The Top 10 Greatest Cartoon Cereal Mascots Of All Time

It’s not the trisodium phosphate or the hydrogenated cottonseed oil that keep kids coming back for another bowl of cereal. Nor is it the secret decoder ring wrapped and buried at the bottom of a box. There is, however, a direct correlation to the popularity of the cereal and its cartoon mascot. Mascots come in all forms — human, animal and even magical being — and their very existence hinges on this breakfast option in a variety of ways. Dig in with us here as we rank the top 10 greatest cartoon mascots of all time.

#10 – Dig’em Frog, Honey Smacks

He doesn’t have much of a vocabulary. This frog basically just repeats his name over and over again. Kids are always delighted to see him at their breakfast table nonetheless, overlooking his lack of conversational skills. The Smacks themselves speak for him, we guess — first preceded by the word “Sugar” when the cereal was introduced in the ’50s, then renamed with a healthier sounding “Honey” three decades later. Dig’em’s a hip dresser with a fly baseball cap — no pun intended — sitting sideways on his sleek head. And when he slaps both your hands in a gesture of friendship, the most important meal of the day is complete.

#9 – Sonny the Cuckoo Bird, Cocoa Puffs
Addiction is no laughing matter. In the cereal world, it seems, this affliction can also run rampant in the animal kingdom. Case in point, Sonny — yes, genetically a cuckoo bird, and thus wired for behavioral impediments — but no less deserving of our sympathies to his struggle. Sonny is just trying to live a straight and narrow life, finding creative schemes to keep this chocolate monkey off his back. But the temptation for a heaping bowl of Cocoa Puffs is too sweet, perhaps because of its distressingly high sugar content. And a steady stream of enabling children who appear determined to keep Sonny off the wagon. We’ve seen it time and again, a brave front then pitiful fall when presented with this cocoa-kissed demon. Sure, all part of a nutritious breakfast we’re reminded, but for Sonny, a twelve step recovery is long overdue and should be set far, far away from a particular grocery aisle.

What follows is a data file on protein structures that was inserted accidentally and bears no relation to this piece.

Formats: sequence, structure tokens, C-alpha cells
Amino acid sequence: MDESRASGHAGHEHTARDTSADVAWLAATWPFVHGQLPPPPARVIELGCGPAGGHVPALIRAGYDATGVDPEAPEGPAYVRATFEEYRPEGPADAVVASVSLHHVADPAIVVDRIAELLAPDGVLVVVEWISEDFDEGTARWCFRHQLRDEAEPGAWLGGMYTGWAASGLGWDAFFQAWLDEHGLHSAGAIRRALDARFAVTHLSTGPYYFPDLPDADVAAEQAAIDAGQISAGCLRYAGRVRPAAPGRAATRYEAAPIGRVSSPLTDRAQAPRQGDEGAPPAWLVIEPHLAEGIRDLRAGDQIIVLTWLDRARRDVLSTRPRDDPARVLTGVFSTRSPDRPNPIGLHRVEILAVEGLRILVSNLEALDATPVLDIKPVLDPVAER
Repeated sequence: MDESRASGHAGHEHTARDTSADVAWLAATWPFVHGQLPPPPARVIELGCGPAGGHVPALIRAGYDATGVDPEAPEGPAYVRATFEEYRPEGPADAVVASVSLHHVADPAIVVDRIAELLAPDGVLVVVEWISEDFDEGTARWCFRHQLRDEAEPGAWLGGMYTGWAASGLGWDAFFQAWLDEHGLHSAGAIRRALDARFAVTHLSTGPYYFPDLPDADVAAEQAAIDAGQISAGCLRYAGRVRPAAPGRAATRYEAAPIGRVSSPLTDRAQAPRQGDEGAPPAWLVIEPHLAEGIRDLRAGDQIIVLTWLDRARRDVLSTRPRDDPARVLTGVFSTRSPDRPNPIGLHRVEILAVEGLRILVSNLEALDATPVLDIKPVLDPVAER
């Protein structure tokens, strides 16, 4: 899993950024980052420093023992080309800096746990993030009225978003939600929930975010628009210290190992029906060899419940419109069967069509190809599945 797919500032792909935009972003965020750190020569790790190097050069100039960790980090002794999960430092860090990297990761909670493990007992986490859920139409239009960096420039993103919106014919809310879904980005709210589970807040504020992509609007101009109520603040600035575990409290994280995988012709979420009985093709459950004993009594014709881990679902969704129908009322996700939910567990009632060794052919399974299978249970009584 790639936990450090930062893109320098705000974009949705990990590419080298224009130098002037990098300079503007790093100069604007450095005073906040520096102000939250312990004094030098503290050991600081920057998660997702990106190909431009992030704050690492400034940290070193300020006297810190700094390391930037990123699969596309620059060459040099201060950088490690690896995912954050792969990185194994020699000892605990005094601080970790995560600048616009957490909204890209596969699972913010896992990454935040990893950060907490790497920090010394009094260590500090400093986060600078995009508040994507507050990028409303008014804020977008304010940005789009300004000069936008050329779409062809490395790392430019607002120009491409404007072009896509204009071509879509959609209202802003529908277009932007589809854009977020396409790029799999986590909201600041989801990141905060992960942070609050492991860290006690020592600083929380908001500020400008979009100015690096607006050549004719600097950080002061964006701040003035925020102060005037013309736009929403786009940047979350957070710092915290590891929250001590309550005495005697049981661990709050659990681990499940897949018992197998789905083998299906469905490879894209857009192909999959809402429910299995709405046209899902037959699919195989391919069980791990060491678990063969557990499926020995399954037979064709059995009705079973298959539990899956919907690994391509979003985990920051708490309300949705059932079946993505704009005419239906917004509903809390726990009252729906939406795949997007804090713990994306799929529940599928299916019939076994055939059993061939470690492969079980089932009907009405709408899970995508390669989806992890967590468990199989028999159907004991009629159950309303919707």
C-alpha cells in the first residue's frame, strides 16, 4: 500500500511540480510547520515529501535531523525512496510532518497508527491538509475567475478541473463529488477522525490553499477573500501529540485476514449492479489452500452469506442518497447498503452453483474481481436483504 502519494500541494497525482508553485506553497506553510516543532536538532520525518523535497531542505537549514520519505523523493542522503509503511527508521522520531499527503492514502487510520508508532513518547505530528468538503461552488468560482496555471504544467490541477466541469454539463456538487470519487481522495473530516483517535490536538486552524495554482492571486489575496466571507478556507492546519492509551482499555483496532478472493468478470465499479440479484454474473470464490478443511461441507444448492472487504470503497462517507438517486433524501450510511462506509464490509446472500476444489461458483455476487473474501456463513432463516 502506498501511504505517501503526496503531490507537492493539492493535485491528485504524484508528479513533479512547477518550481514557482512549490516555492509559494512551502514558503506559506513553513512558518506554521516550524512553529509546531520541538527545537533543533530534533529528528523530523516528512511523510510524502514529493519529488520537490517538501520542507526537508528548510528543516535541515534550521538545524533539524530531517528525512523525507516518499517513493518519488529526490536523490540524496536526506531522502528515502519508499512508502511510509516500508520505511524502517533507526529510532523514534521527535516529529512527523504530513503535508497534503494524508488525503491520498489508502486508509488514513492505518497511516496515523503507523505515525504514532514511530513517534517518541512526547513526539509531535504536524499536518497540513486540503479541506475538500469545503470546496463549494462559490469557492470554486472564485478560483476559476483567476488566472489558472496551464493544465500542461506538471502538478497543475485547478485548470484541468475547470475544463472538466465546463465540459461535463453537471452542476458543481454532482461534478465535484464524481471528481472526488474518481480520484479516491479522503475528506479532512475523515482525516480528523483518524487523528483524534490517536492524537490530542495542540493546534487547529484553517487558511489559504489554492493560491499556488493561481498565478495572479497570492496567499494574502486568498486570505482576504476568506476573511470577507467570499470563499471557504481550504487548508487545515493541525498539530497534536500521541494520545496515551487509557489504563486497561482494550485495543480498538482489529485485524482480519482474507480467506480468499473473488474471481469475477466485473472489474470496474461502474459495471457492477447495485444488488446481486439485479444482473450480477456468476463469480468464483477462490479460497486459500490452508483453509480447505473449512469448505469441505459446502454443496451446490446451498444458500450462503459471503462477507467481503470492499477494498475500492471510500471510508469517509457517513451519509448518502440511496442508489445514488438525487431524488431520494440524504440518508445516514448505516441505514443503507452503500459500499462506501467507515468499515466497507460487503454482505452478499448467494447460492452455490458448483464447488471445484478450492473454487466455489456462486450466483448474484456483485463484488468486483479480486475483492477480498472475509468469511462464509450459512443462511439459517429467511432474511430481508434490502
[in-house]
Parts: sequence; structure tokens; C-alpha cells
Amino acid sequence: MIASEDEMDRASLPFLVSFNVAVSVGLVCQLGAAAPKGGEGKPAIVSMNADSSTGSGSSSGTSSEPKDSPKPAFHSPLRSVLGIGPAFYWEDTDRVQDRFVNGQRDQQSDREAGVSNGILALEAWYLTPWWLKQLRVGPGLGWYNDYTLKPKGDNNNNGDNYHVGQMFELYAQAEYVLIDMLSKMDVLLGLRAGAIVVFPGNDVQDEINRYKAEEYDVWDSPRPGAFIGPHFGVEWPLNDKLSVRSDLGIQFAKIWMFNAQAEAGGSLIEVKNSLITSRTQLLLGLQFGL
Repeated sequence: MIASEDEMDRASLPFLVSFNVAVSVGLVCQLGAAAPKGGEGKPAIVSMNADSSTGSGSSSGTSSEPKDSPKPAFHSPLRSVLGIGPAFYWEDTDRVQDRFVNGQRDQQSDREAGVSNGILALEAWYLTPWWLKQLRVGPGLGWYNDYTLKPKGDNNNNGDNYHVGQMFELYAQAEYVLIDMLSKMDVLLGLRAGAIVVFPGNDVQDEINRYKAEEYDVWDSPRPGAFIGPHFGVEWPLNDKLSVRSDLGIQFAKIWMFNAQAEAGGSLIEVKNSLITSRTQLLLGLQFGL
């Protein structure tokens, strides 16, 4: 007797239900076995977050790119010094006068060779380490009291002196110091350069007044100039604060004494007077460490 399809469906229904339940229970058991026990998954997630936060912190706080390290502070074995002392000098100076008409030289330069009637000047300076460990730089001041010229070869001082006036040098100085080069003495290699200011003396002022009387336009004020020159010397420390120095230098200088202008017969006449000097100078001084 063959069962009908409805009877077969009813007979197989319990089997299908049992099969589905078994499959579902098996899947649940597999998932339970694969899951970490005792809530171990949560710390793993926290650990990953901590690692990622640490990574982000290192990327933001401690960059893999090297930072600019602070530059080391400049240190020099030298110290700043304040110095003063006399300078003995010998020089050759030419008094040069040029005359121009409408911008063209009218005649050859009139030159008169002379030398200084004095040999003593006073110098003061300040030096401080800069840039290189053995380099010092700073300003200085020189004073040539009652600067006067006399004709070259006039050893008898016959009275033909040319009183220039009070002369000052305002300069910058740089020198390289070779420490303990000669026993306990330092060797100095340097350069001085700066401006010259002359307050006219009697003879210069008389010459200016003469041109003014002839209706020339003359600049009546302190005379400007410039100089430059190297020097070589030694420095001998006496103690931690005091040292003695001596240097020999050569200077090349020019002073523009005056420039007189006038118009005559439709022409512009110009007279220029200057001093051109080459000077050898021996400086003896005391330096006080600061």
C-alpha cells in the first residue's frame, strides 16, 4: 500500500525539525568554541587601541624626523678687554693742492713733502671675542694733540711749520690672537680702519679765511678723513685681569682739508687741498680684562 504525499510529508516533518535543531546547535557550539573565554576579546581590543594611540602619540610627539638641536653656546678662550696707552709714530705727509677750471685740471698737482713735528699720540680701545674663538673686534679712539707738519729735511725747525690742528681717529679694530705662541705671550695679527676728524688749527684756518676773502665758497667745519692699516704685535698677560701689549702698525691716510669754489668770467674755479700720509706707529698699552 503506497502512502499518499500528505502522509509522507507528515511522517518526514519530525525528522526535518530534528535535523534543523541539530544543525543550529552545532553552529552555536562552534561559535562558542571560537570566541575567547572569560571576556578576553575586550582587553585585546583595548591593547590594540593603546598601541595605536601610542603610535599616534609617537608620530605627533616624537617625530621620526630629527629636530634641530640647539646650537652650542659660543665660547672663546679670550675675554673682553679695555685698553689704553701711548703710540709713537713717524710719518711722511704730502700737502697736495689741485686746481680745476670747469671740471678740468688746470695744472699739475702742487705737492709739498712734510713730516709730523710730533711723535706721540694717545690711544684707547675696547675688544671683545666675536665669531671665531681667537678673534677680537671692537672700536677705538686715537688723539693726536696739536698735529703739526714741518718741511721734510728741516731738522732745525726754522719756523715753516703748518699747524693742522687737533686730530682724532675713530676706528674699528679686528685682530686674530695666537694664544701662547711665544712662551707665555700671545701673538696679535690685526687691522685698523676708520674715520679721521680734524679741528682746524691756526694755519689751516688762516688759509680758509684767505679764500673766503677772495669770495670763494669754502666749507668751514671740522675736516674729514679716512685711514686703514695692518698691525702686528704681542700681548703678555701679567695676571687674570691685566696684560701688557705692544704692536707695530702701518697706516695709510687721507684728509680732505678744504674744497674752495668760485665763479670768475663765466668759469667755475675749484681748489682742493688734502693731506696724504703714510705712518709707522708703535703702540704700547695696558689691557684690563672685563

#8 – Buzz Bee, Honey Nut Cheerios

We are constantly told that the world’s bee population is in decline. It is strange, then, that one of few surviving cartoon mascots still appearing in commercials today is the little black and yellow-clad bugger promoting Honey Nut Cheerios. Comparatively, he came late to the game, flying onto the scene only in the late ’70s and remaining nameless until 2000 when a contest produced the moniker BuzzBee. Shortened to Buzz, the name is now as familiar as his tireless efforts to convince cereal eaters of all ages that just a little drop of honey flavor makes a perhaps boring bowl of Cheerios into something worth buzzing about.

#7 Trix Rabbit – Trix
A repeat victim of the most condescending catchphrase in all cerealdom, Tricks the Trix Rabbit would be considered a master of disguise if any of them managed to keep his identity hidden. Always on the hunt for a bowl of this fruity bounty, the floppy-eared go-getter has been getting denied his desired breakfast from selfish children since his creation in 1959. Somehow these snot-nosed brats have taken it upon themselves to deny rabbits Trix under any circumstances, even when that rabbit is the product’s spokesman. Sure, he may be a bit silly, especially clothed in some feckless costume, but to torment him mercilessly with this taunt and then go a step further to refuse him sustenance is the worst thing one can do to a rabbit short of a “Fatal Attraction”-style boiling.

#6 Toucan Sam – Froot Loops

If their commercials are to be believed, tropical forests are littered randomly with boxes of Froot Loops waiting to be discovered, opened, and enjoyed. And for a mascot, they’ve got a capable hunter on the trail. Toucan Sam is his name and he boasts a colorful beak decorated with the cereal’s original three colors: red, yellow and orange. And though over the years that beak has shrunken in size, Sam’s uncanny sense of smell has never wavered. With a well-mannered Englishman’s accent — maybe a remnant of the country’s penchant for colonization — this proud bird has been instructing peckish children to follow their noses to a colorful breakfast since the ’60s. And while the misspelling correctly suggests that no real fruit has been added as an ingredient in the cereal, the flavor recalls a bountiful tropical paradise.